Believe it or not Walmart, the mega retailer, has spent more than $2 million on the Hapi project, which is a “rich framework for building applications and services” that “enables developers to focus on writing reusable application logic instead of spending time building infrastructure” according to its website.
In a blog post, Senior Developer at Walmart Labs Eran Hammer explained the company’s decision to pursue open source. Every decision the company makes is done after performing a cost-benefit analysis, and it appears as though the mega retailer expects to see a return on its investment.
Here’s how: Because Hapi is open source, any company is free to use the code, primarily developed by Walmart’s programmers, for its specific purposes. As other companies use the code, their developers are likely to customize the code further to better suit their specific needs. Because those developers strive to improve the code when they go about changing it, they are likely to request that their additions be included in the project trunk.
In other words, Walmart is developing Hapi in hopes that external companies will adopt the framework. In turn, those companies will improve the code even more, and Walmart will benefit as a result.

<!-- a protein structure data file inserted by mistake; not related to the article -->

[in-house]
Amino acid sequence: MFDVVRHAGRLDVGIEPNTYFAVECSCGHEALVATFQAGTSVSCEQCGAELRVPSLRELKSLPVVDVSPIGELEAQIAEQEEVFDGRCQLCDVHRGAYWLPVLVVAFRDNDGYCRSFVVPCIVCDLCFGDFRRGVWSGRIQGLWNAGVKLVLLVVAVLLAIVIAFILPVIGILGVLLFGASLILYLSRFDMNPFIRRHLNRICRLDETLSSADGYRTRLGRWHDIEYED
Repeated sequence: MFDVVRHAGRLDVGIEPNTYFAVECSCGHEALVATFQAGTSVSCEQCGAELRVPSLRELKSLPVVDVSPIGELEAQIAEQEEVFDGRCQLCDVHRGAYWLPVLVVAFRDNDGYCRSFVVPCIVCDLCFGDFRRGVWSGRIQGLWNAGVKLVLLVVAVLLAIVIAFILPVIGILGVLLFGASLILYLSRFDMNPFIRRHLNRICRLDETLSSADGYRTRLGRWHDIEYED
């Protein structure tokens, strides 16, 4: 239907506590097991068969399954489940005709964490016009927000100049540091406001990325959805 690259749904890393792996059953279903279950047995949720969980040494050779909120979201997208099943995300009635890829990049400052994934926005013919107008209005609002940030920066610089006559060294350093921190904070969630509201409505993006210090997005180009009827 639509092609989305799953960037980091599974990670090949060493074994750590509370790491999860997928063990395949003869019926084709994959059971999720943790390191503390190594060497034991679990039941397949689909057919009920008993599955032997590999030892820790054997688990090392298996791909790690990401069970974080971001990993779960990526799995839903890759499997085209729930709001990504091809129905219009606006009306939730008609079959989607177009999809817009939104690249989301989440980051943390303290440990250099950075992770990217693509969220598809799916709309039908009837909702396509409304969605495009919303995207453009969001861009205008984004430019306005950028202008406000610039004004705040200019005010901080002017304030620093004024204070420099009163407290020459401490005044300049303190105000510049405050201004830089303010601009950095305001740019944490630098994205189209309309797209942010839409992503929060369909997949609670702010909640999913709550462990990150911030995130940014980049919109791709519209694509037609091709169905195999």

“For example, every five startups using Hapi translated to the value of one full-time developer, while every 10 large companies translated to one full-time senior developer,” Hammer writes.
Essentially, by investing in Hapi, Walmart aims to benefit from high-quality improvements in code while not having to spend money associated with recruiting, hiring and training new internal staff. By paying a few coders to work on Hapi, the company is essentially getting the work of three individuals instead, for example.
Many businesses are attracted to open source technology because of its generally non-existent price tag. But businesses that see beyond that benefit are sure to see a better return on their investments, as Walmart has demonstrated.